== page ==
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High-throughput method used to identify cancer drug candidates

A study using high-throughput screening has revealed some promising compounds that could be used in future cancer treatments.

Researchers have tested over 20,000 molecules using a high-throughput screening (HTS) method to reveal promising cancer drug candidates.

The study, conducted at the University of Bath, UK, investigated a protein called α-methylacyl-CoA racemase (AMACR) as a potential target for oncologic treatments. Previous experiments have shown that reducing levels of this protein makes cancer cells less aggressive and induces behaviour similar to normal cells.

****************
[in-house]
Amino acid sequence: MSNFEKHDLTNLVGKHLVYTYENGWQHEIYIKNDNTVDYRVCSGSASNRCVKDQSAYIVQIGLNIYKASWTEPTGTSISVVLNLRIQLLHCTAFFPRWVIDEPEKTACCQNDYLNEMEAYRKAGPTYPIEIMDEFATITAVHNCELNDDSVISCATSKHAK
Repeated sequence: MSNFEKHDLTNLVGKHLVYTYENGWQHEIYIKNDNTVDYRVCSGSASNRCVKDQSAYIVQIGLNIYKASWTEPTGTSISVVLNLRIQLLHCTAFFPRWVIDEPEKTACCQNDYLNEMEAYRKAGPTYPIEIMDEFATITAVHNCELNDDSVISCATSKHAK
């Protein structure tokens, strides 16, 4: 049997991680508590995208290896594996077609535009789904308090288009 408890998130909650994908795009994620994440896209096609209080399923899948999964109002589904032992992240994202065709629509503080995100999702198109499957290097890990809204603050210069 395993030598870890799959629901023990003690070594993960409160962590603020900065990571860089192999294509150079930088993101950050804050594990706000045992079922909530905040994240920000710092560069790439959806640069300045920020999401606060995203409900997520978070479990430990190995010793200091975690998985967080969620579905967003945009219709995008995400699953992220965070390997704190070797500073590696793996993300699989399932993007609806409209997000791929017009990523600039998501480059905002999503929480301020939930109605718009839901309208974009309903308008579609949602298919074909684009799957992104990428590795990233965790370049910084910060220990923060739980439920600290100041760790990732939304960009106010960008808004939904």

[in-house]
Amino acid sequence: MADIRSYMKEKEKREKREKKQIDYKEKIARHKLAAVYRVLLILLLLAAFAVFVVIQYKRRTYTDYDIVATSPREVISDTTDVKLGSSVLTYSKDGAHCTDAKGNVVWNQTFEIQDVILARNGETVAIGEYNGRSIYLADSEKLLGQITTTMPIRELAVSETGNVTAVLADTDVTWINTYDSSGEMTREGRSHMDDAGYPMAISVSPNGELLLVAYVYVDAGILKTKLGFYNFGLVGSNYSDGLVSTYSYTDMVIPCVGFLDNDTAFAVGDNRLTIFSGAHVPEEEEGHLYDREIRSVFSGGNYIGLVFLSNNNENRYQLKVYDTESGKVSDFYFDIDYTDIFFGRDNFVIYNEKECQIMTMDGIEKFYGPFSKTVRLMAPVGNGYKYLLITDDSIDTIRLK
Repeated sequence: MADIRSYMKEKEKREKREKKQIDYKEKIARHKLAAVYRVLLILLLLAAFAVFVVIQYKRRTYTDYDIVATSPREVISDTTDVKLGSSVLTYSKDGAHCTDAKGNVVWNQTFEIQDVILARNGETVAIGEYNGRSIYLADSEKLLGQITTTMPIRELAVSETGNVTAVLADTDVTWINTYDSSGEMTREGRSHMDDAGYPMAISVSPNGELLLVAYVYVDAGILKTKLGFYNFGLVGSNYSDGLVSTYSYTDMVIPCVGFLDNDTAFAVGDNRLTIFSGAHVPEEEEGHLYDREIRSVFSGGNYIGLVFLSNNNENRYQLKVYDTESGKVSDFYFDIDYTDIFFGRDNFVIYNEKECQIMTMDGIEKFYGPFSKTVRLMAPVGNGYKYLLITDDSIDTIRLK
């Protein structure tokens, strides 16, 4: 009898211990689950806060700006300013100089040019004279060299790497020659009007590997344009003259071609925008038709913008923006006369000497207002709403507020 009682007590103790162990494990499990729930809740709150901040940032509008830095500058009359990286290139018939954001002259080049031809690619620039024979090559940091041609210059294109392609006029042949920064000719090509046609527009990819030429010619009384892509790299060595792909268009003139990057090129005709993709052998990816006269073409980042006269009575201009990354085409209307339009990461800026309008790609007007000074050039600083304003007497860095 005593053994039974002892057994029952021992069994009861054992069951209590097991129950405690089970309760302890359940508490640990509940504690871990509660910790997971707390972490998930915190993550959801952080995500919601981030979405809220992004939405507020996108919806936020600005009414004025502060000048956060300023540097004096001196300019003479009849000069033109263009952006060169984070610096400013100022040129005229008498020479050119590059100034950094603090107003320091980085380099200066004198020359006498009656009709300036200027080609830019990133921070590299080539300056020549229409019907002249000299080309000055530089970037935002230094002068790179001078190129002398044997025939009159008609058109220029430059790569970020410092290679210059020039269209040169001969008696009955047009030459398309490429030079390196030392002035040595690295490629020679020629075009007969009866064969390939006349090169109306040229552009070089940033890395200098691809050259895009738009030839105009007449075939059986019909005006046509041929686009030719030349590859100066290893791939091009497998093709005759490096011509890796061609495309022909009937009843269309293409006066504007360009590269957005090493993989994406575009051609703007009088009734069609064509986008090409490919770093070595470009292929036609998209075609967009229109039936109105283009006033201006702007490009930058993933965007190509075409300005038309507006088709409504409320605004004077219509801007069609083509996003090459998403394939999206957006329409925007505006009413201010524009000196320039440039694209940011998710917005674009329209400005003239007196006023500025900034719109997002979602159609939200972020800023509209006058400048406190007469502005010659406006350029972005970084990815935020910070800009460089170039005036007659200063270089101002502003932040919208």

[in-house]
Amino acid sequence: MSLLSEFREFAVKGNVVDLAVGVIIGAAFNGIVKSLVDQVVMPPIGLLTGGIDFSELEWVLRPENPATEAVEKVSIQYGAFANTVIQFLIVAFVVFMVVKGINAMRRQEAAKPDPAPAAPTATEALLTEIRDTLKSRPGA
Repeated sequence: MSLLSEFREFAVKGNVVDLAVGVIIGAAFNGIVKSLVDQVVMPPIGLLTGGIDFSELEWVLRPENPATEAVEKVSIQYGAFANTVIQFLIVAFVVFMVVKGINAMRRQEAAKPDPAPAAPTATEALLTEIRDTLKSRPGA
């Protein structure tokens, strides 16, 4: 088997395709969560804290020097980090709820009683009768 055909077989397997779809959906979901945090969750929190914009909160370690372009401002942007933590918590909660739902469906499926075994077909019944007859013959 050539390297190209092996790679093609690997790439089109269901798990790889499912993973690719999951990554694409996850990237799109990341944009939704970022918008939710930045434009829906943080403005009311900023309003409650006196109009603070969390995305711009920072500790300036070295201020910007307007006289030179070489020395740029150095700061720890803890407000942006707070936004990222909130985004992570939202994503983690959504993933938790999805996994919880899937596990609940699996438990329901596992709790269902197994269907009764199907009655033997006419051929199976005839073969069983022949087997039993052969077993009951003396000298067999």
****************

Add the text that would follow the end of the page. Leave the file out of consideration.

The researchers tested the molecules for inhibition of AMACR using a simple colour-change technique to enable the rapid assessment of the active compounds. This allowed the team to identify which molecules were effective.

…reducing levels of this protein makes cancer cells less aggressive”

Lead author Dr Matthew Lloyd said: “Although previously identified drugs are very effective in laboratory tests, in practice they are difficult to use in therapies because their properties do not allow easy distribution throughout the body. We started this study because we wanted to identify drugs which would be easier to use therapeutically. Although the particular compounds identified in this study did not kill prostate cancer cells very effectively, it is very promising that drug-like molecules were identified.”

According to the researchers, this is the first report of the identification of specific drug-like small-molecule AMACR inhibitors by HTS.

The results were published in Bioorganic Chemistry.

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